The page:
Tensions over Quran spark isolated incidents on 9/11

The United States marked the anniversary of the September 11 attacks on Saturday with commemorative ceremonies and although a pastor had canceled plans for a high-profile protest burning of the Quran, the Muslim holy book was abused in at least three separate incidents.

Hundreds of people in favor and against the building of an Islamic cultural center and mosque near the site of the toppled World Trade Center gathered in New York — hours after ceremonies in New York, Washington and Pennsylvania to mark the 2001 attacks that killed nearly 3,000 people. The protests were peaceful.

But there were at least two incidents of abuse of the Koran in Lower Manhattan. Separately, two evangelical preachers not affiliated with any mainstream church burned two copies of the Quran in Tennessee.

Florida preacher Terry Jones had outraged Muslims around the world with plans to burn copies of the Quran on Saturday.

But Jones, head of a tiny and obscure church in Gainesville, canceled his plans on Thursday and told NBC’s “Today” show in New York he would not burn the Quran, “Not today, not ever.”

His proposed action had triggered outbreaks of violence in Afghanistan in which one protester was shot dead. Thousands of Afghans demonstrated in the northeast of the country for a second day.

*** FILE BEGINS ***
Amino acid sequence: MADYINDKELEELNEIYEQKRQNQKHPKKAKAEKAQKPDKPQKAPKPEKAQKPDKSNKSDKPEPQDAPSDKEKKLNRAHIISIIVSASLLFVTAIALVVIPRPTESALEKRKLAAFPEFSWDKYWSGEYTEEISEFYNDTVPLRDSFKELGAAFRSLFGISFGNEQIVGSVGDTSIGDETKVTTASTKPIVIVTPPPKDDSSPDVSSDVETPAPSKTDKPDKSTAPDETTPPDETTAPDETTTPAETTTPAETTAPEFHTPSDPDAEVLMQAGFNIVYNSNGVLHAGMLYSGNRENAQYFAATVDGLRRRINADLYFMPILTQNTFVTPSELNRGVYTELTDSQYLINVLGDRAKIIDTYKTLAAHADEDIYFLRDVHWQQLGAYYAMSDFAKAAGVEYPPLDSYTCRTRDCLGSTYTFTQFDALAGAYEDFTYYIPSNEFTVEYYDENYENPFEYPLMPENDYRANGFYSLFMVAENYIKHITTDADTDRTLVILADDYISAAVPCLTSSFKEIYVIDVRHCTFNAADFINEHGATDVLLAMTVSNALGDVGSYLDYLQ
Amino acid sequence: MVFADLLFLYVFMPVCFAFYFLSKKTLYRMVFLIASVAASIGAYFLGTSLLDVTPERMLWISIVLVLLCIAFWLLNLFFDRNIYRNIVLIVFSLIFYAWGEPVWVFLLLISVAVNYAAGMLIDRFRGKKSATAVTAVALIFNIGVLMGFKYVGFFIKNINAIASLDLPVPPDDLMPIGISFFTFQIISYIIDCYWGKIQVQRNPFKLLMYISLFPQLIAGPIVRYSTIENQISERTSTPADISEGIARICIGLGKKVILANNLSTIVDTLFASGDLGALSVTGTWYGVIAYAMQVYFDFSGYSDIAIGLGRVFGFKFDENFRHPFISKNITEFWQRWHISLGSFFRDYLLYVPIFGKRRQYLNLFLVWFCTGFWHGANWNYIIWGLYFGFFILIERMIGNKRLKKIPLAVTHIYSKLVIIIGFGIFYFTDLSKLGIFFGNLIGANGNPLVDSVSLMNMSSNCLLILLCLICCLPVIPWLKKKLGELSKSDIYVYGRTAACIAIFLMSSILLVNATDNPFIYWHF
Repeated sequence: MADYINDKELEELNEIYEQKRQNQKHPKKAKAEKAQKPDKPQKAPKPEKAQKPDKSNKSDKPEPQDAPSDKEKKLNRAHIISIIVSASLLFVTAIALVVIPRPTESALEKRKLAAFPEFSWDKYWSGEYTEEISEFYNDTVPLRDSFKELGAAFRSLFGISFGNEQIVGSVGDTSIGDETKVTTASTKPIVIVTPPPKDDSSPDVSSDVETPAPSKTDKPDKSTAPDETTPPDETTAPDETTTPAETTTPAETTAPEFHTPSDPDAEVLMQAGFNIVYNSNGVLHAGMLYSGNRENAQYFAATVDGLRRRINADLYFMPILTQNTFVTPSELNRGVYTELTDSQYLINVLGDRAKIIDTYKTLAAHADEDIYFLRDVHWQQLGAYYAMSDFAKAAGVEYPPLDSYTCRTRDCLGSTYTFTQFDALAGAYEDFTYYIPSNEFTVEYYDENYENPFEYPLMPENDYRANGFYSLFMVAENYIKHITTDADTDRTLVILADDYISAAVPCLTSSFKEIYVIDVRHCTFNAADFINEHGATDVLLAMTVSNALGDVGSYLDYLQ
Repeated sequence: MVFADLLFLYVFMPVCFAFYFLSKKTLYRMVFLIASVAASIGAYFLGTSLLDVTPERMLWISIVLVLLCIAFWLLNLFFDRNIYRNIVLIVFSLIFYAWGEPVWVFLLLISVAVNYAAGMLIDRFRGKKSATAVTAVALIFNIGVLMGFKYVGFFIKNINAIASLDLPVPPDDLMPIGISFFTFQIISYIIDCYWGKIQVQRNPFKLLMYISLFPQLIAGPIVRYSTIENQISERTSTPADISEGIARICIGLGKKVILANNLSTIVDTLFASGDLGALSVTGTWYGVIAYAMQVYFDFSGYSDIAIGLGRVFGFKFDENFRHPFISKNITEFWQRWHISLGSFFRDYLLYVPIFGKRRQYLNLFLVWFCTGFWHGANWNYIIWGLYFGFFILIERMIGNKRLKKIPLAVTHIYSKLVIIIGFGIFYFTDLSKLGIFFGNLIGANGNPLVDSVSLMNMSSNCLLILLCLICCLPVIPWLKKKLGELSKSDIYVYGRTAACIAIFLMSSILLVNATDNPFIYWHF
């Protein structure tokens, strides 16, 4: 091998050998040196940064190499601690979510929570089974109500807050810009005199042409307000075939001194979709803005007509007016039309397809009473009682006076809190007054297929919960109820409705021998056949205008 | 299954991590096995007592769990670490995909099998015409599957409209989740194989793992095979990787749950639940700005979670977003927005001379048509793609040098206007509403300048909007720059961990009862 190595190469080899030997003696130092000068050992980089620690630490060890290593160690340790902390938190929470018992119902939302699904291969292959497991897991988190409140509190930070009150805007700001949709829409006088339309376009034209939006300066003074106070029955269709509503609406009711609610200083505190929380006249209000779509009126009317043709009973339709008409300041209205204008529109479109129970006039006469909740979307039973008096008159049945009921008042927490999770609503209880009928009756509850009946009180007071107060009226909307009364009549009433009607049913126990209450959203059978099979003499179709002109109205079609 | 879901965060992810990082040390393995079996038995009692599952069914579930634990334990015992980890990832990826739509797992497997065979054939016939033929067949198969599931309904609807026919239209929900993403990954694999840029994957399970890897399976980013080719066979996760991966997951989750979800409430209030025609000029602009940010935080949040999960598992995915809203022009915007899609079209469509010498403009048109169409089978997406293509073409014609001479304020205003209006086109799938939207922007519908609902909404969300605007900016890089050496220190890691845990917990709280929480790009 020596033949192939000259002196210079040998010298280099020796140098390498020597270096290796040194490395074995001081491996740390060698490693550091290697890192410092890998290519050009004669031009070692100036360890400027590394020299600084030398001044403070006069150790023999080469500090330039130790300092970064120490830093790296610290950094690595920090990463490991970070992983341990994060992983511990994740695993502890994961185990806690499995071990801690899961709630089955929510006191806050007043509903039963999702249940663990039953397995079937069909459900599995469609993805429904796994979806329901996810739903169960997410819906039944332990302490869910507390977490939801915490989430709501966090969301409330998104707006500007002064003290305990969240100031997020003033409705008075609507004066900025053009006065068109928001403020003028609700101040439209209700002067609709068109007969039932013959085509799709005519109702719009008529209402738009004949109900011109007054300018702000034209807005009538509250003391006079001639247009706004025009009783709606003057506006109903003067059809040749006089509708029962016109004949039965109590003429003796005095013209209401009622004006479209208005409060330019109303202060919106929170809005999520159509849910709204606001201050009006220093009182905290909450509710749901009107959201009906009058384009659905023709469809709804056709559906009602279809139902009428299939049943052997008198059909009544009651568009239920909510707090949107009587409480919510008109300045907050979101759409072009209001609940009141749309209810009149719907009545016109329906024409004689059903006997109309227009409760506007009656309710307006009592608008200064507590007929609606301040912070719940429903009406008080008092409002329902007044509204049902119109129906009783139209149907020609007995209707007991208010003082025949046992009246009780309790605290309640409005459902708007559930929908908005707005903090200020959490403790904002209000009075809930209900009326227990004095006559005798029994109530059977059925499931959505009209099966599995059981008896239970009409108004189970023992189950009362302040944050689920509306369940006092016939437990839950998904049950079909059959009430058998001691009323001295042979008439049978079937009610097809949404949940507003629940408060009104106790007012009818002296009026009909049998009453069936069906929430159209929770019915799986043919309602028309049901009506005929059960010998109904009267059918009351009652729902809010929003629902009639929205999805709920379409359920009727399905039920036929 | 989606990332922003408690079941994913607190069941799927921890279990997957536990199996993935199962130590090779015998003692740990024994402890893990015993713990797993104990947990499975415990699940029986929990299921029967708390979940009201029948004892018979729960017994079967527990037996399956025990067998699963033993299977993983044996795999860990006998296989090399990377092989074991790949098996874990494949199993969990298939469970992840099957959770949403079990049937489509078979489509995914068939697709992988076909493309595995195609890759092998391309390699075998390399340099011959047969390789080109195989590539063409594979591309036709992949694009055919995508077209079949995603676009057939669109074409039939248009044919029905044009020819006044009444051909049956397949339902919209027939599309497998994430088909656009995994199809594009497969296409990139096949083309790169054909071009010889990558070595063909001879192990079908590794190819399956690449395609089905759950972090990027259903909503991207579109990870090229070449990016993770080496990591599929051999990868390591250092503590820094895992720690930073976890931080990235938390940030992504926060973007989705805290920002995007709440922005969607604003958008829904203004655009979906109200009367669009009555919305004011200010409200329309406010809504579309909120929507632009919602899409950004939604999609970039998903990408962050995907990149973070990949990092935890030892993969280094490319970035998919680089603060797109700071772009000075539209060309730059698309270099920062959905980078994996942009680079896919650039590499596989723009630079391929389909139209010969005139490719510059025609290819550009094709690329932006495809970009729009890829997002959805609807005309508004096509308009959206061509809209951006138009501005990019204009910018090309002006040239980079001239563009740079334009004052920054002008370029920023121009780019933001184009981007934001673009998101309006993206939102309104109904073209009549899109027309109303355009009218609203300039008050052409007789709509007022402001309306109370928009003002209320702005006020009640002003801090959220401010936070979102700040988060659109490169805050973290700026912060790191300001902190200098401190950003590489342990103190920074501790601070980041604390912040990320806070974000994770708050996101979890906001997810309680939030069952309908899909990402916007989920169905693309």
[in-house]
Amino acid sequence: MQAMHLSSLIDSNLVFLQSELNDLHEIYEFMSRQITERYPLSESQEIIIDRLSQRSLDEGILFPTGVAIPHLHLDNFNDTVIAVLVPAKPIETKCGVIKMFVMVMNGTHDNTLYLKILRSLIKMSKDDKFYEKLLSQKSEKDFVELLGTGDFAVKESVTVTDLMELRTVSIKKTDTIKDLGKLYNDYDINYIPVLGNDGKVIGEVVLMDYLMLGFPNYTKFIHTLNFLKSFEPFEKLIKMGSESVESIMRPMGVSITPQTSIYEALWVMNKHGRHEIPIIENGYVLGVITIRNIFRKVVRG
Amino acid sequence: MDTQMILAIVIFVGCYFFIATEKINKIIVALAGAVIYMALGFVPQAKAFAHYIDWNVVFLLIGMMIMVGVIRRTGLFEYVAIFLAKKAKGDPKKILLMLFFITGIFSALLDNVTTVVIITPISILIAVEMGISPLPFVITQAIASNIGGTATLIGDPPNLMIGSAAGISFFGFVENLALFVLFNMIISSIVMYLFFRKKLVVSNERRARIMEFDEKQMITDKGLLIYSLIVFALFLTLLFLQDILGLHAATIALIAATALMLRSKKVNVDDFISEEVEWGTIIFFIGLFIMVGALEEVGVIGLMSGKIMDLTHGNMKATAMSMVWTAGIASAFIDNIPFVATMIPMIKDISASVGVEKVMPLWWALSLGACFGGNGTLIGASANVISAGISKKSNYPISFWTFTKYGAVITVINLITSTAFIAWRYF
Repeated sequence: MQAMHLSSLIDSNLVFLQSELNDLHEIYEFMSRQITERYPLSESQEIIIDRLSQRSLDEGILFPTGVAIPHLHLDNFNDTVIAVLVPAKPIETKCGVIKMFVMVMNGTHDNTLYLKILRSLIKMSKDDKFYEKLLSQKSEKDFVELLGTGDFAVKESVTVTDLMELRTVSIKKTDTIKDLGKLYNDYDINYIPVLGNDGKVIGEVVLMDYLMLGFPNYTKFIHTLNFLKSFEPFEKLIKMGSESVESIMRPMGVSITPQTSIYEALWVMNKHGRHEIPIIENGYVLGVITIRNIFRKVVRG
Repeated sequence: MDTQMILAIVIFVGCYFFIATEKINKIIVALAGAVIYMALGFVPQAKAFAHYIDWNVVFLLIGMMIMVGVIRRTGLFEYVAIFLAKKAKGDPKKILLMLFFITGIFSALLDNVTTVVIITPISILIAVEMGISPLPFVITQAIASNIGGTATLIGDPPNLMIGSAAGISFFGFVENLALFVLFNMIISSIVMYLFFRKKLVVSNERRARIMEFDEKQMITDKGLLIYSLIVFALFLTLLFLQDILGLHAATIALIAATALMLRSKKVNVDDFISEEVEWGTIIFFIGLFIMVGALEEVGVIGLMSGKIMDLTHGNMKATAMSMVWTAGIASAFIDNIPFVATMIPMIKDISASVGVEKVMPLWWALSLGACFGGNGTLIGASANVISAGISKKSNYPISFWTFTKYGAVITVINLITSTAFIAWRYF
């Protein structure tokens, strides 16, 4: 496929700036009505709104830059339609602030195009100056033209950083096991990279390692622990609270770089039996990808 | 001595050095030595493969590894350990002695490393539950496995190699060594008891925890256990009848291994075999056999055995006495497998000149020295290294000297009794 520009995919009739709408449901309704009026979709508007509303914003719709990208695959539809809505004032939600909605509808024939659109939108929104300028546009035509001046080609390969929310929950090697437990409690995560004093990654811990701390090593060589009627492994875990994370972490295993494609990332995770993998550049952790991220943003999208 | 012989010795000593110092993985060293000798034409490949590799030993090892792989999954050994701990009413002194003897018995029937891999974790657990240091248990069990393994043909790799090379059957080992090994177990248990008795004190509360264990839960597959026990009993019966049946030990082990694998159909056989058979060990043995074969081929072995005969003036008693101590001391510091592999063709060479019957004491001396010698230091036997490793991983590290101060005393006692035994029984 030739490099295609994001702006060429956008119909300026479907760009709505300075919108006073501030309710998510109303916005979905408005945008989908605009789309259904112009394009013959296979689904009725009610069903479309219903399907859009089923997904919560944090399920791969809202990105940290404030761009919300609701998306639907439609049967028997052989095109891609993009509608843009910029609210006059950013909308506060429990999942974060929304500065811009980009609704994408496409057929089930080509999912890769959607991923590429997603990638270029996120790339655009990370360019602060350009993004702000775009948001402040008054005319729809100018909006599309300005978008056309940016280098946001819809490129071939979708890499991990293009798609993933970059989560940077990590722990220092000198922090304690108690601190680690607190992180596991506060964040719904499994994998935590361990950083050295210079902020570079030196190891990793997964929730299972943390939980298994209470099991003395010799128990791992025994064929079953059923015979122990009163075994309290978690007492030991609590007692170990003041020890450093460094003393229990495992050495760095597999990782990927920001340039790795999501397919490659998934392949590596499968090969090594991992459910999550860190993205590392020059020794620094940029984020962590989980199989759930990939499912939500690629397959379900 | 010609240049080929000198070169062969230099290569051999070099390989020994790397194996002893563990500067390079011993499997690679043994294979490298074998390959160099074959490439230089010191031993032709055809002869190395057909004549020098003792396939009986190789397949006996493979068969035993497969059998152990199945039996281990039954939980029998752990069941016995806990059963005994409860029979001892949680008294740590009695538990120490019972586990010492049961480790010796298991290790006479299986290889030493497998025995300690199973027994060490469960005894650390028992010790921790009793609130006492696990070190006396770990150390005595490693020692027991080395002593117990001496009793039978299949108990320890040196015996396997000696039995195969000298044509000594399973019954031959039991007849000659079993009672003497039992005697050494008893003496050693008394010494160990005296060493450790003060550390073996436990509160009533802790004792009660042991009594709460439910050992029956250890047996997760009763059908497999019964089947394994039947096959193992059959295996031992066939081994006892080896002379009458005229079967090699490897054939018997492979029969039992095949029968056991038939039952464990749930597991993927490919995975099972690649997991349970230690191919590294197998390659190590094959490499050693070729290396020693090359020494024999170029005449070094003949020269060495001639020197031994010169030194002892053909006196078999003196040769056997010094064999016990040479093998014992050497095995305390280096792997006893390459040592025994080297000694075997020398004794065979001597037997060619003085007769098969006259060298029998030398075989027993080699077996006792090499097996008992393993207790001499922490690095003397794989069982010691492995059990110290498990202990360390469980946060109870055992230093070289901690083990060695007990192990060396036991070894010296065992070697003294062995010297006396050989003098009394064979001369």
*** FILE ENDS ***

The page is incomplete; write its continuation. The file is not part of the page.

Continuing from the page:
President Barack Obama and U.S. officials had warned that the burning of the Koran could harm America’s image abroad, endanger lives and act as a recruiting tool for al Qaeda. Muslims view the Koran as the literal word of God, and actual or alleged desecration of the Holy book has often sparked protests in the Muslim world

The proposed Islamic center near Ground Zero, site of the toppled World Trade Center, has sparked controversy for weeks, with promoters saying it will help bring the city’s disparate communities closer together but opponents saying it is insensitive to those who died in the September 11 attacks.

One man protesting against the center tore pages from the Koran, and set them alight. In another incident, a man tore pages from a copy of the Quran and made vulgar gestures with it. Onlookers were shocked at the sight.

Near Nashville, Tennessee, evangelical Pastor Bob Old and another preacher used lighter fluid and a lighter to burn at least two copies of the Quran in his yard. Old called Islam “a false religion.”

There were no reports of any arrests.

A few hundred demonstrators gathered across the street from Jones’ Dove World Outreach Center church in Gainesville at the time the Koran burning had been scheduled to take place.

Local television showed them carrying signs reading “Dove Doesn’t Represent America” and “Burn Candles, Not Quran.”